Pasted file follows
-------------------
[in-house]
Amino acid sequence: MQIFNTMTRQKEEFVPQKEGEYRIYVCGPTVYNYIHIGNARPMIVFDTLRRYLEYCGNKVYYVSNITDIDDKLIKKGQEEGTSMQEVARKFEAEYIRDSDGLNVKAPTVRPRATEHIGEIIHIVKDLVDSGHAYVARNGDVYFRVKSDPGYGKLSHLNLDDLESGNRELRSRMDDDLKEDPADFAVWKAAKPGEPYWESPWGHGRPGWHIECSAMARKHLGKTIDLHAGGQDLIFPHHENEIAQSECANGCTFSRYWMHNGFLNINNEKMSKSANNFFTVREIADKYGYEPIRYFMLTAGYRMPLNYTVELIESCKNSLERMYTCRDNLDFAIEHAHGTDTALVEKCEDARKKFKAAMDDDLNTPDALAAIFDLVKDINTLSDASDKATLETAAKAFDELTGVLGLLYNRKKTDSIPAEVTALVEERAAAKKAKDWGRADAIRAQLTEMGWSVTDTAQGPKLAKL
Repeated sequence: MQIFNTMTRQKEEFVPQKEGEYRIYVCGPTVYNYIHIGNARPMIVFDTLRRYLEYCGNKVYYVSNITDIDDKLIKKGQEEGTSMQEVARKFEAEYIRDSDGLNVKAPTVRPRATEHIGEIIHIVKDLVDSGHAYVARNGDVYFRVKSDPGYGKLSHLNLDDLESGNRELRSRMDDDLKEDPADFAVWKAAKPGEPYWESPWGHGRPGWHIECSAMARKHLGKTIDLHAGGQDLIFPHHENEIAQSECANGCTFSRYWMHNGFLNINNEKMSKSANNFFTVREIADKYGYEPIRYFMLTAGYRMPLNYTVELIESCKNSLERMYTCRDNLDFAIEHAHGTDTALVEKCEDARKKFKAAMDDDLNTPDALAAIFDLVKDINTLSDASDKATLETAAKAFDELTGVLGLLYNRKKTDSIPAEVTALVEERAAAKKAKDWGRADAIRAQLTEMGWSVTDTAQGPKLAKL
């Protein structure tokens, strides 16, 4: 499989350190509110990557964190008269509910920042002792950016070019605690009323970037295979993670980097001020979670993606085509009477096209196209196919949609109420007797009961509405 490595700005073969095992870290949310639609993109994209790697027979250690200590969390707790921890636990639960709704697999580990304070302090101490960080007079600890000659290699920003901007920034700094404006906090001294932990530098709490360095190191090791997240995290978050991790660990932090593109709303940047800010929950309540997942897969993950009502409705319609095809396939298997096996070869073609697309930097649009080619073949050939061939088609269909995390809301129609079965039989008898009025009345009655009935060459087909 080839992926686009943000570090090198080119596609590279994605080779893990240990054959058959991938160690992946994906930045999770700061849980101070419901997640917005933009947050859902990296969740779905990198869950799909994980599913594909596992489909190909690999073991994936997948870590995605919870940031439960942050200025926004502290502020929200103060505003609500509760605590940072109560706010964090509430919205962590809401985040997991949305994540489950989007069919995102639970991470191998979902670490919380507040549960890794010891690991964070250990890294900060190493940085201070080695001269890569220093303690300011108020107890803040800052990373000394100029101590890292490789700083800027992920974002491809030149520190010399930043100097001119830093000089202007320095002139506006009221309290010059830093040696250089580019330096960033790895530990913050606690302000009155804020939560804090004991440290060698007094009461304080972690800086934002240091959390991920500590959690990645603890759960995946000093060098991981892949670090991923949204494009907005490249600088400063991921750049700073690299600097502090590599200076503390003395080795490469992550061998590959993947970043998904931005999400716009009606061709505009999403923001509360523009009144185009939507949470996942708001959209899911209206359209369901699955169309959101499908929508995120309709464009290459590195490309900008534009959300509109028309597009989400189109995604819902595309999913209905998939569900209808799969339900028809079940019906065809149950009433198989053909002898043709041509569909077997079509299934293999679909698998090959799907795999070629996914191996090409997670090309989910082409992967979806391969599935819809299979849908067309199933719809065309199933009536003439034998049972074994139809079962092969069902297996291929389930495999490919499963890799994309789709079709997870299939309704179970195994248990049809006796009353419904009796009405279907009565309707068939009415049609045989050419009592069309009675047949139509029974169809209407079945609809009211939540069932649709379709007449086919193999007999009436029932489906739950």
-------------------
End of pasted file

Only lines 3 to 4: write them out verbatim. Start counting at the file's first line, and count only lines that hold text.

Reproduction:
Repeated sequence: MQIFNTMTRQKEEFVPQKEGEYRIYVCGPTVYNYIHIGNARPMIVFDTLRRYLEYCGNKVYYVSNITDIDDKLIKKGQEEGTSMQEVARKFEAEYIRDSDGLNVKAPTVRPRATEHIGEIIHIVKDLVDSGHAYVARNGDVYFRVKSDPGYGKLSHLNLDDLESGNRELRSRMDDDLKEDPADFAVWKAAKPGEPYWESPWGHGRPGWHIECSAMARKHLGKTIDLHAGGQDLIFPHHENEIAQSECANGCTFSRYWMHNGFLNINNEKMSKSANNFFTVREIADKYGYEPIRYFMLTAGYRMPLNYTVELIESCKNSLERMYTCRDNLDFAIEHAHGTDTALVEKCEDARKKFKAAMDDDLNTPDALAAIFDLVKDINTLSDASDKATLETAAKAFDELTGVLGLLYNRKKTDSIPAEVTALVEERAAAKKAKDWGRADAIRAQLTEMGWSVTDTAQGPKLAKL
């Protein structure tokens, strides 16, 4: 499989350190509110990557964190008269509910920042002792950016070019605690009323970037295979993670980097001020979670993606085509009477096209196209196919949609109420007797009961509405 490595700005073969095992870290949310639609993109994209790697027979250690200590969390707790921890636990639960709704697999580990304070302090101490960080007079600890000659290699920003901007920034700094404006906090001294932990530098709490360095190191090791997240995290978050991790660990932090593109709303940047800010929950309540997942897969993950009502409705319609095809396939298997096996070869073609697309930097649009080619073949050939061939088609269909995390809301129609079965039989008898009025009345009655009935060459087909 080839992926686009943000570090090198080119596609590279994605080779893990240990054959058959991938160690992946994906930045999770700061849980101070419901997640917005933009947050859902990296969740779905990198869950799909994980599913594909596992489909190909690999073991994936997948870590995605919870940031439960942050200025926004502290502020929200103060505003609500509760605590940072109560706010964090509430919205962590809401985040997991949305994540489950989007069919995102639970991470191998979902670490919380507040549960890794010891690991964070250990890294900060190493940085201070080695001269890569220093303690300011108020107890803040800052990373000394100029101590890292490789700083800027992920974002491809030149520190010399930043100097001119830093000089202007320095002139506006009221309290010059830093040696250089580019330096960033790895530990913050606690302000009155804020939560804090004991440290060698007094009461304080972690800086934002240091959390991920500590959690990645603890759960995946000093060098991981892949670090991923949204494009907005490249600088400063991921750049700073690299600097502090590599200076503390003395080795490469992550061998590959993947970043998904931005999400716009009606061709505009999403923001509360523009009144185009939507949470996942708001959209899911209206359209369901699955169309959101499908929508995120309709464009290459590195490309900008534009959300509109028309597009989400189109995604819902595309999913209905998939569900209808799969339900028809079940019906065809149950009433198989053909002898043709041509569909077997079509299934293999679909698998090959799907795999070629996914191996090409997670090309989910082409992967979806391969599935819809299979849908067309199933719809065309199933009536003439034998049972074994139809079962092969069902297996291929389930495999490919499963890799994309789709079709997870299939309704179970195994248990049809006796009353419904009796009405279907009565309707068939009415049609045989050419009592069309009675047949139509029974169809209407079945609809009211939540069932649709379709007449086919193999007999009436029932489906739950």